Padang Food Tigers – Ready Country Nimbus (2012)

Well I’m back in England now and have caught up on sleep and general ongoings, so it’s business as usual. On today’s menu is a pretty underground, free folk group called Padang Food Tigers with their sophomore LP Ready Country Nimbus. 

Firstly I suppose we should answer the question of, what exactly is “free folk”? Well, I’m not 100% sure on that myself if I’m honest, but from what I’ve heard and what definitions I’ve seen, I think the best description available is: imagine ambient meeting folk. Loose, unstructured melodies with typical folk sounds and instrumentation with the mismatched meanderings of ambient.

There’s no vocals, almost no beats or rhythms, nothing electronic within 100 miles of this album, all it is is delicate acoustic instrumentation and soft field recordings to occupy what would otherwise be a rather empty background. “Signifyin’ Nothing” typifies the sound very well early on, floating along effortlessly to irregular pulses of improptu acoustic guitar fiddlings and piano tinklings, accompanied by bird song.

Distant church bells ring out in “Pymers Mead”, reinforcing this idyllic countryside vista growing in our mind, buried under a heap of processing almost to the brink of recognition, just barely holding a semblance of their original self, like the fading edges of a well worn memory. The trouble is that before each track has the opportunity to unfold it is swept up and carried away by the next; “Lone Carson” is so quiet and beautiful with its faint drone that it deserves more than 90 seconds of air-time before being smothered by the determined guitar and violin of “In My Heart I’m Already Gone”. That’s the biggest qualm I have with this release, it’s just too short. 32 minutes and 15 tracks is great for putting down lots of snippets of ideas but it means that nothing is fully fledged, there’s no growing room. “Pucker Boo” just randomly terminates after 30 seconds, for instance.

The longest track, the title track, really is something special because of its standout length. Ok only 3 minutes, but that’s 1 minute more than the others, and we’ve already established that 1 minutes to PFT is quite a long time. It’s nearly clichéd raindrops falling in the background reflect the mournful attitude of the acoustic instrumentation unfolding above it, lamenting their day stuck indoors. It’s the epitome of the stereotypical holiday here in England, and who better to tell it than this London-based duo? Sadly, the latter half following the title track is quite disappointing, lacking more coherence than the first half and becoming increasingly more irritating in its aimlessness. “Nobody’s Religion”, with its sample of a drink being poured, just feels too out of place, even within this album and its lack of structure.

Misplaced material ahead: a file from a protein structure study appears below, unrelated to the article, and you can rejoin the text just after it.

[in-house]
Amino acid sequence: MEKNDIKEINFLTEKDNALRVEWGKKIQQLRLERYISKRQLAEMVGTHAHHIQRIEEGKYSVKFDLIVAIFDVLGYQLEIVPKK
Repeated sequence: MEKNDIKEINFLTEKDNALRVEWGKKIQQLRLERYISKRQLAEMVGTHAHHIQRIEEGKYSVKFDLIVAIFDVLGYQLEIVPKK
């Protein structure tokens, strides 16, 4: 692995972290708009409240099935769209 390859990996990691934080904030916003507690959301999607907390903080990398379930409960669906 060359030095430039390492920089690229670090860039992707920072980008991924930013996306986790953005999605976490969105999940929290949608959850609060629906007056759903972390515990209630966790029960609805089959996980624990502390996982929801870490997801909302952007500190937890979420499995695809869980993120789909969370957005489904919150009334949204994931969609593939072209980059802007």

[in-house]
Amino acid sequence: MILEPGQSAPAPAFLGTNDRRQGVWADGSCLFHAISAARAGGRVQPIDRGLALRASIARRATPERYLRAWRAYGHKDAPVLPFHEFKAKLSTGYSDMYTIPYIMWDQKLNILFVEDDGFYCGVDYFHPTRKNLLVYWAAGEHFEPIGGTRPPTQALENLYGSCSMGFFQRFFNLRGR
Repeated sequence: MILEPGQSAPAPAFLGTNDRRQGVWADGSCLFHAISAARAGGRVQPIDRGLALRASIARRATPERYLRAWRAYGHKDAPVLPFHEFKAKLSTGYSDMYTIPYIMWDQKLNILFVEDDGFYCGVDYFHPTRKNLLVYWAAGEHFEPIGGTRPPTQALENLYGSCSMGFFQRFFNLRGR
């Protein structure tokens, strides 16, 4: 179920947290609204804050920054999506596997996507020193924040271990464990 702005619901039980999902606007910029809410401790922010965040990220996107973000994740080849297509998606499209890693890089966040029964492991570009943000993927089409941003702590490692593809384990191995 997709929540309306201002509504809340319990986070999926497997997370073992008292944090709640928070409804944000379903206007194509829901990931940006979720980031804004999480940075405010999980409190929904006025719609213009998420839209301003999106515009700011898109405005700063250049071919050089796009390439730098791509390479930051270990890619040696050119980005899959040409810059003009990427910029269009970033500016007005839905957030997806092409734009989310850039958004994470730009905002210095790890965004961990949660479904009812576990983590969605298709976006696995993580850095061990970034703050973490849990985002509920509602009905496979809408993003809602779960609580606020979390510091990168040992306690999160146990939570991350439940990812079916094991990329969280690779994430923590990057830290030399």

“For Esmé” is a bit of a redeeming feature as we get to the penultimate track, with gentle running water samples and very clear guitar melody. Finally, some sense of purpose, nearly too little too late as it segues into the stunning closer “Hey, Relaxer”. Are those bagpipes or is it simply drone? I can’t tell, but its cute, naive, toybox sound and hopeful drone is a welcome relief and certainly lives up to its name.

If you want a sonic comparison, the closest I can get is this: imagine Stars of the Lid mixed with Celer (ala Capri), throw in a little more instrumentation and you’re there. Just…somewhat more aimless and less purposeful than either of the above. I want to really enjoy this, I know that I should, but it kind of frustrates me in an irrational way. I understand that the entire point of this music is to be freeform and loose, but it should at least contain a level of consistent aimlessness.